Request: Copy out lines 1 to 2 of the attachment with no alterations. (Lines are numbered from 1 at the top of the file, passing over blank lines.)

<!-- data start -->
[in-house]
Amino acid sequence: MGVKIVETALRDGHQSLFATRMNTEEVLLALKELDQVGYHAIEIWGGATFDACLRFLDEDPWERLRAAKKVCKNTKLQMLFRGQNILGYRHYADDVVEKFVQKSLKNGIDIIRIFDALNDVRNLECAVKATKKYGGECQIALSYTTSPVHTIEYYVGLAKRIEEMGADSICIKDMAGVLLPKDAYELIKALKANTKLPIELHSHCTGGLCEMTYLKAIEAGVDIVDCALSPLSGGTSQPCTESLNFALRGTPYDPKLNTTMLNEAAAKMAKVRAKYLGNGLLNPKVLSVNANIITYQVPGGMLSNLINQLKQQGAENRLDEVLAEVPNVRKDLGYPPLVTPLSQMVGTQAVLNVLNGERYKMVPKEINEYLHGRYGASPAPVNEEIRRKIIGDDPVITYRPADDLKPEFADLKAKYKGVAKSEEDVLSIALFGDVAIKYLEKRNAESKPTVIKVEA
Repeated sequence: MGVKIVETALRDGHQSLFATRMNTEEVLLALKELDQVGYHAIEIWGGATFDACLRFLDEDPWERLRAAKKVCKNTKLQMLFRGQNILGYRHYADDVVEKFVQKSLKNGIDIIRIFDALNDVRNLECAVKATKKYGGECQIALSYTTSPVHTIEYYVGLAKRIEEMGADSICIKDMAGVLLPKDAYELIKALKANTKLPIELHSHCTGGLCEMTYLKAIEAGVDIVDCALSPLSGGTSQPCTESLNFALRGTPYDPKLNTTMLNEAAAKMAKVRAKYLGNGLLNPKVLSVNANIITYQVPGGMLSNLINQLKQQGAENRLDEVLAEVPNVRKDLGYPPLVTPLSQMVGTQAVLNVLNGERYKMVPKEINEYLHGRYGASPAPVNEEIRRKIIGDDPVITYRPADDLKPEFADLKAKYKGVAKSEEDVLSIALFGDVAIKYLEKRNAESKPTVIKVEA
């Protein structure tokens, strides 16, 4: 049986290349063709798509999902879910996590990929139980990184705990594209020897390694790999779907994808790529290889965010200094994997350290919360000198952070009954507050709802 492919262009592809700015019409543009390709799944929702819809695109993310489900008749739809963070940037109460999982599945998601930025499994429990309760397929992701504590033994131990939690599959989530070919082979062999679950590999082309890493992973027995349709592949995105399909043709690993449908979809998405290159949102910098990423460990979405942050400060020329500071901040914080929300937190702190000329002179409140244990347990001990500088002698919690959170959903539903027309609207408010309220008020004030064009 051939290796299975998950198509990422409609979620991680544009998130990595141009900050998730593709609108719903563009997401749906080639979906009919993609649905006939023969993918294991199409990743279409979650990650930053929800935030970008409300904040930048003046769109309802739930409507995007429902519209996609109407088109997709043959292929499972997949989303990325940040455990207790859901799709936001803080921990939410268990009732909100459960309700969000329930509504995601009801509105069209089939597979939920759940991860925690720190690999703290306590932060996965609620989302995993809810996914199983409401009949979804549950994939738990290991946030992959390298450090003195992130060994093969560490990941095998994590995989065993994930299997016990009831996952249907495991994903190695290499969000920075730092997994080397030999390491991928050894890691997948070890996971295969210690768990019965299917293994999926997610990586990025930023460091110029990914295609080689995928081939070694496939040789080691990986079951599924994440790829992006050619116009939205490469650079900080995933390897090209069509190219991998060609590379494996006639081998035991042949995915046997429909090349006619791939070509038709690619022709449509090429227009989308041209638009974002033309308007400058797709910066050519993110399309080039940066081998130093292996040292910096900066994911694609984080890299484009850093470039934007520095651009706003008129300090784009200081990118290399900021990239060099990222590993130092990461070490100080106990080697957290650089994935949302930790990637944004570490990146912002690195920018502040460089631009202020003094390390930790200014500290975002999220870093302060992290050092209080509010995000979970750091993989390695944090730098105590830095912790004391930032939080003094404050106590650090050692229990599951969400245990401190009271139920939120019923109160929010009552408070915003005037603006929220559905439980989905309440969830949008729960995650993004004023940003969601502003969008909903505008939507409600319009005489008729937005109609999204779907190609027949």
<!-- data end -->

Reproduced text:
[in-house]
Amino acid sequence: MGVKIVETALRDGHQSLFATRMNTEEVLLALKELDQVGYHAIEIWGGATFDACLRFLDEDPWERLRAAKKVCKNTKLQMLFRGQNILGYRHYADDVVEKFVQKSLKNGIDIIRIFDALNDVRNLECAVKATKKYGGECQIALSYTTSPVHTIEYYVGLAKRIEEMGADSICIKDMAGVLLPKDAYELIKALKANTKLPIELHSHCTGGLCEMTYLKAIEAGVDIVDCALSPLSGGTSQPCTESLNFALRGTPYDPKLNTTMLNEAAAKMAKVRAKYLGNGLLNPKVLSVNANIITYQVPGGMLSNLINQLKQQGAENRLDEVLAEVPNVRKDLGYPPLVTPLSQMVGTQAVLNVLNGERYKMVPKEINEYLHGRYGASPAPVNEEIRRKIIGDDPVITYRPADDLKPEFADLKAKYKGVAKSEEDVLSIALFGDVAIKYLEKRNAESKPTVIKVEA